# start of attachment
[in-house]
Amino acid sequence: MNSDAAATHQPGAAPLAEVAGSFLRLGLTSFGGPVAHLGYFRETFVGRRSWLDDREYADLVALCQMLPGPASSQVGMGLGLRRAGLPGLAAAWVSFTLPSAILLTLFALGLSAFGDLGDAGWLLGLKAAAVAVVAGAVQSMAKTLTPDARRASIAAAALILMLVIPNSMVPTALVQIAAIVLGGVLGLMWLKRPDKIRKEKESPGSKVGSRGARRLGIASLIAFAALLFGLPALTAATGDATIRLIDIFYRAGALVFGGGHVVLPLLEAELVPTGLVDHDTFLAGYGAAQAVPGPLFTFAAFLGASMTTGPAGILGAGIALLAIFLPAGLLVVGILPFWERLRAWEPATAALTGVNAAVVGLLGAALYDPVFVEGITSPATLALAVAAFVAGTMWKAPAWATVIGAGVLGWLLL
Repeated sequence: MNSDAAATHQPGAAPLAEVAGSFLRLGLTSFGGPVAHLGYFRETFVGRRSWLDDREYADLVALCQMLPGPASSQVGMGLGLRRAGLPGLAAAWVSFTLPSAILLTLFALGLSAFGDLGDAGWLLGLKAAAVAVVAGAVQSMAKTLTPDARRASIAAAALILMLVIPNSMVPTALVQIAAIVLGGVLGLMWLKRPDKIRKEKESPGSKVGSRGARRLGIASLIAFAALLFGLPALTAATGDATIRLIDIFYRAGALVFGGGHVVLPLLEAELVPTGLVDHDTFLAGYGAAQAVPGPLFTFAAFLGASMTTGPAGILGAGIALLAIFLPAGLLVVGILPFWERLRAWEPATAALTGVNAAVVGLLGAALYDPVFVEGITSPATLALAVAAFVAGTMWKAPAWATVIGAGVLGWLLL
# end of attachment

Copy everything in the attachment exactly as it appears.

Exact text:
[in-house]
Amino acid sequence: MNSDAAATHQPGAAPLAEVAGSFLRLGLTSFGGPVAHLGYFRETFVGRRSWLDDREYADLVALCQMLPGPASSQVGMGLGLRRAGLPGLAAAWVSFTLPSAILLTLFALGLSAFGDLGDAGWLLGLKAAAVAVVAGAVQSMAKTLTPDARRASIAAAALILMLVIPNSMVPTALVQIAAIVLGGVLGLMWLKRPDKIRKEKESPGSKVGSRGARRLGIASLIAFAALLFGLPALTAATGDATIRLIDIFYRAGALVFGGGHVVLPLLEAELVPTGLVDHDTFLAGYGAAQAVPGPLFTFAAFLGASMTTGPAGILGAGIALLAIFLPAGLLVVGILPFWERLRAWEPATAALTGVNAAVVGLLGAALYDPVFVEGITSPATLALAVAAFVAGTMWKAPAWATVIGAGVLGWLLL
Repeated sequence: MNSDAAATHQPGAAPLAEVAGSFLRLGLTSFGGPVAHLGYFRETFVGRRSWLDDREYADLVALCQMLPGPASSQVGMGLGLRRAGLPGLAAAWVSFTLPSAILLTLFALGLSAFGDLGDAGWLLGLKAAAVAVVAGAVQSMAKTLTPDARRASIAAAALILMLVIPNSMVPTALVQIAAIVLGGVLGLMWLKRPDKIRKEKESPGSKVGSRGARRLGIASLIAFAALLFGLPALTAATGDATIRLIDIFYRAGALVFGGGHVVLPLLEAELVPTGLVDHDTFLAGYGAAQAVPGPLFTFAAFLGASMTTGPAGILGAGIALLAIFLPAGLLVVGILPFWERLRAWEPATAALTGVNAAVVGLLGAALYDPVFVEGITSPATLALAVAAFVAGTMWKAPAWATVIGAGVLGWLLL